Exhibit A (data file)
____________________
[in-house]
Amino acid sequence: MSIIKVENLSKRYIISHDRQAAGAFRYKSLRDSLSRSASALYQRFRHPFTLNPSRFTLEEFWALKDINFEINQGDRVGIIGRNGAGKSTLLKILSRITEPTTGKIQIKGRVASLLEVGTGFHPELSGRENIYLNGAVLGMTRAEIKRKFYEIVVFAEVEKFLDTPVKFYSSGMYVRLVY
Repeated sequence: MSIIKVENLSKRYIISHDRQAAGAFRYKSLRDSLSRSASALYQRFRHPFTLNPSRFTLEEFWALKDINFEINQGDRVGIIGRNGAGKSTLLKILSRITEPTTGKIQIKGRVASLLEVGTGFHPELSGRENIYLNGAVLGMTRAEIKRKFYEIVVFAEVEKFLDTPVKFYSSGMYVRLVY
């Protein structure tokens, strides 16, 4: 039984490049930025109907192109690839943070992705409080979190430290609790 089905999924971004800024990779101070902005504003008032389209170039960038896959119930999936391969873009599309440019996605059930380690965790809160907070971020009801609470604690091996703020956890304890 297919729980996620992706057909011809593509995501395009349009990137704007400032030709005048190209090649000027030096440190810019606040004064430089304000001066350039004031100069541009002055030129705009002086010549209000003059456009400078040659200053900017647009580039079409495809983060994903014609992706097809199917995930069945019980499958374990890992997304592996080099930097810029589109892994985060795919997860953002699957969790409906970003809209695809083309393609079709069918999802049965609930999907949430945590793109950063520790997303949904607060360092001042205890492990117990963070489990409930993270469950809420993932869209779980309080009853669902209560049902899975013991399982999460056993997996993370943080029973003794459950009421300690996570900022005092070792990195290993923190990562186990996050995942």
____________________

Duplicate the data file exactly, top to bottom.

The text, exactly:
[in-house]
Amino acid sequence: MSIIKVENLSKRYIISHDRQAAGAFRYKSLRDSLSRSASALYQRFRHPFTLNPSRFTLEEFWALKDINFEINQGDRVGIIGRNGAGKSTLLKILSRITEPTTGKIQIKGRVASLLEVGTGFHPELSGRENIYLNGAVLGMTRAEIKRKFYEIVVFAEVEKFLDTPVKFYSSGMYVRLVY
Repeated sequence: MSIIKVENLSKRYIISHDRQAAGAFRYKSLRDSLSRSASALYQRFRHPFTLNPSRFTLEEFWALKDINFEINQGDRVGIIGRNGAGKSTLLKILSRITEPTTGKIQIKGRVASLLEVGTGFHPELSGRENIYLNGAVLGMTRAEIKRKFYEIVVFAEVEKFLDTPVKFYSSGMYVRLVY
């Protein structure tokens, strides 16, 4: 039984490049930025109907192109690839943070992705409080979190430290609790 089905999924971004800024990779101070902005504003008032389209170039960038896959119930999936391969873009599309440019996605059930380690965790809160907070971020009801609470604690091996703020956890304890 297919729980996620992706057909011809593509995501395009349009990137704007400032030709005048190209090649000027030096440190810019606040004064430089304000001066350039004031100069541009002055030129705009002086010549209000003059456009400078040659200053900017647009580039079409495809983060994903014609992706097809199917995930069945019980499958374990890992997304592996080099930097810029589109892994985060795919997860953002699957969790409906970003809209695809083309393609079709069918999802049965609930999907949430945590793109950063520790997303949904607060360092001042205890492990117990963070489990409930993270469950809420993932869209779980309080009853669902209560049902899975013991399982999460056993997996993370943080029973003794459950009421300690996570900022005092070792990195290993923190990562186990996050995942």